HU Environmental Geology Student Awarded Grants to Study Galisteo Basin
New Mexico Highlands University environmental geology graduate student Richard Ashu was recently awarded three grants to fund his master’s thesis research in the Galisteo Basin in north-central New Mexico.
The grants include $1,300 from the New Mexico Geological Society, $400 from Sigma Xi, a scientific research society, and $2,000 from the American Association of Petroleum Geologists.
“The goal of my research is to identify the structure of hydrocarbon traps in parts of the Galisteo Basin,” Ashu said. “My research is novel because I’ll be using four different approaches, including magnetic, gravity, seismic and geological mapping. We’ll use Kingdom geophysical modeling software and ArcGIS software to create a 3-D model. The Kingdom software is a new geophysical data reduction tool that gives us better interpretive assessments.”
A hydrocarbon trap is an area in the subsurface where oil and gas might accumulate. Ashu said there is evidence of petroleum in the Galisteo Basin. His research will try to identify the geophysical characteristics and signals of the different geologic structures, which will help locate the hydrocarbon traps.
“The Kingdom modeling software will help estimate the hydrocarbon potential in the Galisteo Basin,” Ashu said. “We will develop maps of the studied areas and come up with a model that can be used in other locations that have hydrocarbons.”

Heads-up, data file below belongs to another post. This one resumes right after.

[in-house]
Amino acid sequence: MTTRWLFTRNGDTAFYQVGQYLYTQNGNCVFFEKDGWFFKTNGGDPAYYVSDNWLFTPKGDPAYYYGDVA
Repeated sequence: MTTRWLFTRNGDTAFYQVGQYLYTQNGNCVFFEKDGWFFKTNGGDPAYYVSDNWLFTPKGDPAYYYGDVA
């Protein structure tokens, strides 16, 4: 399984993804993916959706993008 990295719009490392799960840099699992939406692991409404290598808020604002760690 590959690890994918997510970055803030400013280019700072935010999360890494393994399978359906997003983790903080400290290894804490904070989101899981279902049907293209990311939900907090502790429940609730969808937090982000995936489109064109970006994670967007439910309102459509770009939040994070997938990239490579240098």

Highlands University environmental geology professor Michael Petronis chairs Ashu’s master’s thesis committee. Geology professor Jennifer Lindline and chemistry professor David Sammeth are also on Ashu’s thesis committee.
“Richard is excellent academically,” Petronis said. “I’d say he’s in the upper 10 percent of students I’ve taught. He’s very quick to grasp complex geophysical concepts and operation of the various instrumentation. All these research grants Richard managed to secure demonstrate how serious he is about his graduate studies. These grants also show that other experts in the geophysical exploration field recognize his knowledge on the subject.”
Ashu, 27, is from Cameroon and earned an undergraduate degree in geology from the University of Buea, Cameroon. He also earned a master’s degree in engineering geology at Vrije Universiteit Brussel, Belgium. Ashu learned about Highlands University from a friend who is a geologist in England.
Petronis said he was impressed with Ashu’s academic credentials when Ashu contacted him about pursuing his master’s degree in geology at Highlands, with a focus on geophysical research.
“Richard’s extremely high G.P.A. and extensive background in mathematics, physics and geology really made him stand out,” Petronis said. “He’s been very proactive with his education.”
Ashu said he will complete his master’s degree in environmental geology from Highlands in spring 2010 and is already researching doctoral programs in geophysics. In the meantime, he said he appreciates the academics at Highlands.
“Highlands is very conducive to studying and it’s been a wonderful opportunity for me,” Ashu said. “I’m getting a solid foundation for my professional career here. I’m learning how to use more modern research instruments that I’ve never used before. This is what prospective employers will require me to know in the future.”
Ashu added that the personal contact he has with professors at Highlands is important academically.
“I also appreciate how the professors are friendly and helpful,” Ashu said.
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